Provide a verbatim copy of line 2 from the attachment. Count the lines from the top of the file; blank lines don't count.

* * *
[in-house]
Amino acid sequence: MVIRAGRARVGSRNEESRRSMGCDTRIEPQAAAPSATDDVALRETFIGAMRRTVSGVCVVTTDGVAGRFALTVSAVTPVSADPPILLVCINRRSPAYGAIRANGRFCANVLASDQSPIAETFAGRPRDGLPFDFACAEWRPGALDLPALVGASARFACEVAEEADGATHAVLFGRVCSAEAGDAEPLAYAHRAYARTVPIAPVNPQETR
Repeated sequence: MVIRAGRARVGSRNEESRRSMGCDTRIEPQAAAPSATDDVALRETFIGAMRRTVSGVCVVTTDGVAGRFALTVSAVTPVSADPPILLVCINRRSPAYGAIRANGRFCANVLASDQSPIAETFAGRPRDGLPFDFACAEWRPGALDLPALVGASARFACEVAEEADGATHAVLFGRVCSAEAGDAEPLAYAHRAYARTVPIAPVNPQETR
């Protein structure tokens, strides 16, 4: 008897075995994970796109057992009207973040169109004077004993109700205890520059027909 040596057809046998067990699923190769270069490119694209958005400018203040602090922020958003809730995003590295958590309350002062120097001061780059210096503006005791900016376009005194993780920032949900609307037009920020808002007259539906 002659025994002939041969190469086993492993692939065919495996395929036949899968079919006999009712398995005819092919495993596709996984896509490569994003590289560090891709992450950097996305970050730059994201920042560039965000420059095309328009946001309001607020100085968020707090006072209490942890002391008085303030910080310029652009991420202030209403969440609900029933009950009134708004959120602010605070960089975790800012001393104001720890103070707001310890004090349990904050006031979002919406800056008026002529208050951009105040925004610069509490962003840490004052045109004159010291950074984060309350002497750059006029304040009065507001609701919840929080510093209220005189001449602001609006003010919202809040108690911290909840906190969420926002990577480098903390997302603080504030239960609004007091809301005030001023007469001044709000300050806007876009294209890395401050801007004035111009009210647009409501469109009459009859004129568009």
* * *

Amino acid sequence: MVIRAGRARVGSRNEESRRSMGCDTRIEPQAAAPSATDDVALRETFIGAMRRTVSGVCVVTTDGVAGRFALTVSAVTPVSADPPILLVCINRRSPAYGAIRANGRFCANVLASDQSPIAETFAGRPRDGLPFDFACAEWRPGALDLPALVGASARFACEVAEEADGATHAVLFGRVCSAEAGDAEPLAYAHRAYARTVPIAPVNPQETR